The Unabashed Academic

27 December 2011

A higher power -- units again

Those of you who have been following this blog for a while know I have been somewhat obsessed with units. You know, those things we physicists like students to stick on to nice clean mathematical variables to make them messier and more complicated? And that students would much prefer to ignore? Well, if you’ve been reading from the beginning you also are beginning to get an inkling of why I care about units so much. My evolving view of science is rooted by the phrase, “Science is not about how the world works; it’s about how we can think about how the world works.” This puts science philosophically as a bridge between cognitive science and the epistemology of reality – a “how do we know” about what we presume actually exists. And this is where my interests and research have been living for some years now.

My previous posts on units (Units and stoichiometry, Cutting mathematicians some slack, and Teaching units) begin to make the case that units are a nice example of the bridge between cognitive modeling and math; that we use our everyday experience with distance, time, and mass to allow us to do some mathematically very sophisticated things at an introductory level without actually bringing in that math. (What units are doing is tracking the irreducible representations of a transformation group in our equations!) But the implications of this are that our “map of the real world onto a mathematical system” (see Units and stoichiometry) becomes limited. There are things we can do with the math that don’t make sense physically. For example, space, time, and mass get mapped onto the real number line by choosing coordinate systems and operational definitions, but while space and time can be negative as well as positive, mass cannot.

I also made the point that multiplication is allowed on the real line, but as we multiply we begin to construct new “conceptual correlates” such as area and volume, but run out quickly. We have no conceptual correlates with L4, though we might build four-dimensional volumes by analogy.

Well, I’ve found two nice examples of good physical uses of length to a higher power in my recent work looking for applications of physics to medicine and biology. These illustrate nicely how these combinations correlate the math cognitively to the physical world in a different way from the straightforward sense we have of area or volume.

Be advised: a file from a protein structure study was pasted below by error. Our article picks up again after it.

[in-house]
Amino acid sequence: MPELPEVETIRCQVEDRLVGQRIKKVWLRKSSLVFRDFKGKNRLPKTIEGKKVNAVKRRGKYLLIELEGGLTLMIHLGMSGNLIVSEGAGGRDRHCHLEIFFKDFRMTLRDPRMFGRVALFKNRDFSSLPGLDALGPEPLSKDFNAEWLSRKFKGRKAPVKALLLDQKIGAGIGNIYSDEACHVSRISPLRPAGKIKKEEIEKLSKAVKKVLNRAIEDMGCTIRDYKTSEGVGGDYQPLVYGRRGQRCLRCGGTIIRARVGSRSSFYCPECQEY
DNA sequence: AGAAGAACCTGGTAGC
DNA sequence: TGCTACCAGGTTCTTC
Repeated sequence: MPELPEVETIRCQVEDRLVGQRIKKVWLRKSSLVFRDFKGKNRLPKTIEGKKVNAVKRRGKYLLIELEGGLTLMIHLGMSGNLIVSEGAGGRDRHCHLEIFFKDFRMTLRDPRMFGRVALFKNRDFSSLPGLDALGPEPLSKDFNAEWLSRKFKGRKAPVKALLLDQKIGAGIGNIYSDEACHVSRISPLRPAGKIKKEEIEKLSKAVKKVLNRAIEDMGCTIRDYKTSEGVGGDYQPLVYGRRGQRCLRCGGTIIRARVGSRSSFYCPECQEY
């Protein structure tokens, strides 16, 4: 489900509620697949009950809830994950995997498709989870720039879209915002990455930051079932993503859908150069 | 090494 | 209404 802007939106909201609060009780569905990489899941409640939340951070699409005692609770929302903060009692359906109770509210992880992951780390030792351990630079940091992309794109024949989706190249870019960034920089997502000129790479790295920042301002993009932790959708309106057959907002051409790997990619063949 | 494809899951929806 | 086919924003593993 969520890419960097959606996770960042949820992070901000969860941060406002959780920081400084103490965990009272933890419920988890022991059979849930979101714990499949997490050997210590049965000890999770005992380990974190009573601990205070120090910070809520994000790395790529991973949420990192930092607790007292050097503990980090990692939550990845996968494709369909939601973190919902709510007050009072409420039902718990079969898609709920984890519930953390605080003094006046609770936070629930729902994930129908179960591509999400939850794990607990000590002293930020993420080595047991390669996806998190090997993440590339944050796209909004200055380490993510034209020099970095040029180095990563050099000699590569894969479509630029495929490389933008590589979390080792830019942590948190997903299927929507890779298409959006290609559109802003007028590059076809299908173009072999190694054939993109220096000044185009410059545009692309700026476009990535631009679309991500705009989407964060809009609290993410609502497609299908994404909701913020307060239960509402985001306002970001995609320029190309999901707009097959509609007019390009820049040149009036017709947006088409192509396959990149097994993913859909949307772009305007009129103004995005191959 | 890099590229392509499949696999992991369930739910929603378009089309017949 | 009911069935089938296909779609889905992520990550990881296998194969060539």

Of course the simplest and prototypical example is the square of time. Although we have no conceptual correlate of “square time”, when we define an acceleration we are chaining the idea of rate. The first time we apply the idea of rate of change to position we get a velocity: length divided by time has dimensions L/T. When we do it again, we get an acceleration: velocity divided by time has dimensions, (L/T)/T, which by the rules of math is L/T2. So while we don’t have a concept of square time, we do have a concept of “per unit time per unit time”.

This conceptual chaining is very reminiscent of the way modern linguists and semanticists build up complex and abstract concepts, by chaining of metaphor (Lakoff and Johnson [1]) and by cognitive blending (Fauconnier and Turner [2]).
My biological explorations have led me to two different examples of distance to the fourth and sixth powers – hypervolumes. Figuring out the conceptual correlates for these unit combinations is interesting.

The first example is medical. Various glands in your body secrete a variety of chemicals. The health of those glands can be probed by checking how much of that chemical is circulating in your blood. A simple blood test can measure the amount of chemical found in a particular sample and calculate a density by dividing the mass found by the size of the sample. On my annual blood tests lots of these are measured in micrograms per milliliter (µg/ml). (Unfortunately for those of us who like to push the conventions of SI units, often in micrograms per deciliter. But we shouldn’t be surprised. Blood pressure is still measured in “millimeters of mercury”!) Now if you want to know about the health of the gland, to find out how effective the cells in the gland are in producing the chemical you might want to divide the density of the chemical found in the blood by the volume of the gland – measurable with a sonogram. The result is a “mass per volume per volume” – reported as (µg/ml)/ml but recognizable to a physicist as M/L6. In this case, we make sense of a sixth power of a length as a “per volume per volume” -- a density of a density.